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Unruly Landscapes and the City of London

Mobility Studies, Street Photography, and Stephen McLaren's The Crash

Susan P. Mains

Mobilities and Photographic Landscapes In Stephen McLaren's photographic series, The Crash: London's Finance Disaster 2008 , 1 there are three particularly striking images that allude to unfolding unruly landscapes. The first image ( Figure

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Squatted Social Centers in London

Temporary Nodes of Resistance to Capitalism

E.T.C. Dee

This article assesses squatted social centers in London as a means to understand the cycles, contexts and institutionalization processes of the local squatters movement. This diffuse social movement had its heyday in the late 1970s and early 1980s when there were 30,000 squatters and still exists today despite squatting in residential buildings being criminalized in 2012. Analysis is based on a database of 245 social centers, which are examined in terms of duration, time period, type of building and location. Important centers are briefly profiled and important factors affecting the squatters movement are examined, in particular institutionalization, gentrification, and criminalisation.

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“Avoiding the mistakes of the past”

Tower block failure discourse and economies of risk management in London's Olympic Park

Saffron Woodcraft

The devastating fire in Grenfell Tower (London) on 14 June 2017, which trapped residents in the 24-story tower block, killing 72 people, gave renewed momentum to a long-running political and popular debate about the nature of tower block living

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Unruly Tramscapes

Literary Mobilities and 1930s London Tramway Closure Events

Jason Finch

writing in the memoir form, concerned with the tramways of London in their phase of decline and closure, between the 1930s and the 1950s. It argues that there is room for a more fully literary account of the mobility histories and geographies surrounding

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The temporality of illegality

Experiences of undocumented Latin American migrants in London

Ana Gutiérrez Garza

In March 2010, I visited Elephant and Castle, one of the so-called Latin American enclaves in South London, with my friend Jovanna from Bolivia. We went to Elephant because she wanted to get some salteñas (pastries) from a Bolivian woman who

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The Corpus of London

(Dis)covering the Victorian City

David W. Chapman

epochs rather than decades. How might a Victorianist, for instance, disentangle London from its Roman foundations, its walled medieval city, Georgian reconstruction and expansion, and, of course, its post-Victorian modernization? This is not a mere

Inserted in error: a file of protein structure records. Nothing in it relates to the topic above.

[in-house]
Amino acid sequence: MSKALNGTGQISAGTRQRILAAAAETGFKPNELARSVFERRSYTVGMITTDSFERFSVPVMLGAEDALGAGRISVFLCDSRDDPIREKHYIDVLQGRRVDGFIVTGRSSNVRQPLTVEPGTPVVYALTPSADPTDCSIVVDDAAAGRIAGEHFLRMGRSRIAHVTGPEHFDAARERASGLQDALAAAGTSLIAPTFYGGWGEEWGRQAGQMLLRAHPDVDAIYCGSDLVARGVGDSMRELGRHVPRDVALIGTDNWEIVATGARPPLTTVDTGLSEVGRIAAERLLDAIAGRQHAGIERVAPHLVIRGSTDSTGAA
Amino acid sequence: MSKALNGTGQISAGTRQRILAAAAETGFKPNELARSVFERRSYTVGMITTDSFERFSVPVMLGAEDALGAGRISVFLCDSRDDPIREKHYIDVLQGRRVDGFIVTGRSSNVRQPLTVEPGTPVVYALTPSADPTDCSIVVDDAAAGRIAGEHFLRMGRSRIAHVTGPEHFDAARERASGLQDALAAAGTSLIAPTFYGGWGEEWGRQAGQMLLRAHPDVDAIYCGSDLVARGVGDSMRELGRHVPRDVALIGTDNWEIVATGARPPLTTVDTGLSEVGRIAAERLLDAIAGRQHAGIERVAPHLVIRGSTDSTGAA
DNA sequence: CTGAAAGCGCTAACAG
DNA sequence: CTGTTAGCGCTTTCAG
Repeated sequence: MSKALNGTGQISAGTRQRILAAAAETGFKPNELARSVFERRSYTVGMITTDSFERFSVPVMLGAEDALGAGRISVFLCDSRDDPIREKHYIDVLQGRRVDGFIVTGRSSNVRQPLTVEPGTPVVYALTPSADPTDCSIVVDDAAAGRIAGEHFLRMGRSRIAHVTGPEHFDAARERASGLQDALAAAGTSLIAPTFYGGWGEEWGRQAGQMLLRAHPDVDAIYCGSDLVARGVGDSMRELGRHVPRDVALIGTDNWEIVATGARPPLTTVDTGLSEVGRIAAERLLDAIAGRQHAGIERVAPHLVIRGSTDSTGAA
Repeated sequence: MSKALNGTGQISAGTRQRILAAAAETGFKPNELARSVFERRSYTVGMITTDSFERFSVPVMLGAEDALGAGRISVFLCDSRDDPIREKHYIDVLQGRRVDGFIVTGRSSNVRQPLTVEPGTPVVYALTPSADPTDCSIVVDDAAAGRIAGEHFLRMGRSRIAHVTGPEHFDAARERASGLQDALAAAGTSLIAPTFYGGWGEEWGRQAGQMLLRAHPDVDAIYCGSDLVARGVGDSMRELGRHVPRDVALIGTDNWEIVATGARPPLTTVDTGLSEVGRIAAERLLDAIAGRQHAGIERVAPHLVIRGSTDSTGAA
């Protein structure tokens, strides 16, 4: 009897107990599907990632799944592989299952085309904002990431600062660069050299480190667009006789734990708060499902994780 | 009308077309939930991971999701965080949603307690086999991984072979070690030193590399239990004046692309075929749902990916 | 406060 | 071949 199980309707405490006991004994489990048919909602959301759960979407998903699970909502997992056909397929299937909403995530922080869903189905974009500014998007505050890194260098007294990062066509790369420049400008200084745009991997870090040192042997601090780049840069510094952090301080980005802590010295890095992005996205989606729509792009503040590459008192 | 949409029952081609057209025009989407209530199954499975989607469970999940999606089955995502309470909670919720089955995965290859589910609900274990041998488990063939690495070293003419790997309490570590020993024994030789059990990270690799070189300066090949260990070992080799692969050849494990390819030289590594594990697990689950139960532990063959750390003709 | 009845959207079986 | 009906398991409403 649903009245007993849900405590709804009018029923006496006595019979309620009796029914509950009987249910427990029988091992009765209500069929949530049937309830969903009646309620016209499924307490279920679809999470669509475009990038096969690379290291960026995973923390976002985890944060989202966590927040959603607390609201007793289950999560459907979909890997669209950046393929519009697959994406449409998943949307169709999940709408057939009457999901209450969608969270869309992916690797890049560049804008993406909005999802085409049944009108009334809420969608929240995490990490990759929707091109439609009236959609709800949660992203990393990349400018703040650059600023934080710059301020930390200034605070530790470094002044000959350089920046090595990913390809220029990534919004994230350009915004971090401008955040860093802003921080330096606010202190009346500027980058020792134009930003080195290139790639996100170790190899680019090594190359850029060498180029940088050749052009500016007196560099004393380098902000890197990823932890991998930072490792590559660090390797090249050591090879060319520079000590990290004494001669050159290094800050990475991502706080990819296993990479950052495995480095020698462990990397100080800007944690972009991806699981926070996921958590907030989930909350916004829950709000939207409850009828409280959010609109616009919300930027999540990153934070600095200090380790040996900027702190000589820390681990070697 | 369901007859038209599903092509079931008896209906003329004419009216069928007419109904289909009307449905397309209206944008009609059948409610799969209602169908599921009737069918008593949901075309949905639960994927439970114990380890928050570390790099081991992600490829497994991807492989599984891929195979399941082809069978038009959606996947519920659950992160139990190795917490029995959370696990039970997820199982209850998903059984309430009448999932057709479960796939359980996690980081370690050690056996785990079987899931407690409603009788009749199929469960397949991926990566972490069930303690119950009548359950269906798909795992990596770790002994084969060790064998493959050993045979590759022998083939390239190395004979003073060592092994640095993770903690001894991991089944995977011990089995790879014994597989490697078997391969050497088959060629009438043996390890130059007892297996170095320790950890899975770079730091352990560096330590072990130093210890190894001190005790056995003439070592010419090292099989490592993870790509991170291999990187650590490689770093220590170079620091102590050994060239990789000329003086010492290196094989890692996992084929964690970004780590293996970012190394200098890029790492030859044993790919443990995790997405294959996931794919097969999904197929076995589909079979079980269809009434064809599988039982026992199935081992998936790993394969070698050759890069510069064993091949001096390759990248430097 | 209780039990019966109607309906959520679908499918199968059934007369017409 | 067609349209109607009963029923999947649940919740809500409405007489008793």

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Victorian London Redux

Adapting the Gothic Metropolis

Chris Louttit

In the relatively recent past, adaptations and period dramas set in nineteenth-century London have aimed frequently to create an authentic-seeming image of this historical city. Instances of this commitment to verisimilitude can be found

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‘Time Is Like a Soup’

Boat Time and the Temporal Experience of London’s Liveaboard Boaters

Ben Bowles

live on the canals and rivers of London and the south-east. These include the River Thames before its tidal stretch past Teddington, the Grand Union Canal as far as Uxbridge, the Paddington Arm of the Grand Union Canal, the Regent’s Canal in Central

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‘What Do You Mean You Haven't Got Tools?’

Becoming a Boater and Developing Skills within a Community of Practice

Benjamin Bowles

by some in the community. My ethnographic and fully participatory fieldwork with boaters on the canals and rivers of London and the South East between 2012 and 2013 (my official period of PhD fieldwork) was followed by an ongoing immersion in the

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‘Living as Londoners do’

Born‐again Christians in convivial East London

Leslie Fesenmyer

Kenyan Pentecostals attempt to ‘live as Londoners do’ without compromising their devotion to God. Doing so necessitates coexisting with religious and non‐religious others, including Muslims who they view simultaneously as a ‘threat’ to historically Christian Britain and an ‘example’ to emulate. While the anthropologies of Christianity and Islam have developed as separate sub‐fields, pluralist settings like East London demand attention to inter‐religious coexistence. To understand these born‐again Christians’ subjectivities and lives, I draw on existential anthropology to explore how they navigate the circumstances in which they find themselves. I argue that Pentecostalism offers them the means to live as ‘good’ Christians, allowing them to seek material success and salvation in such a setting. More broadly, I suggest that an existential anthropological lens is well suited for studying pluralist contexts where relational encounters between diverse people and ideas are inevitable.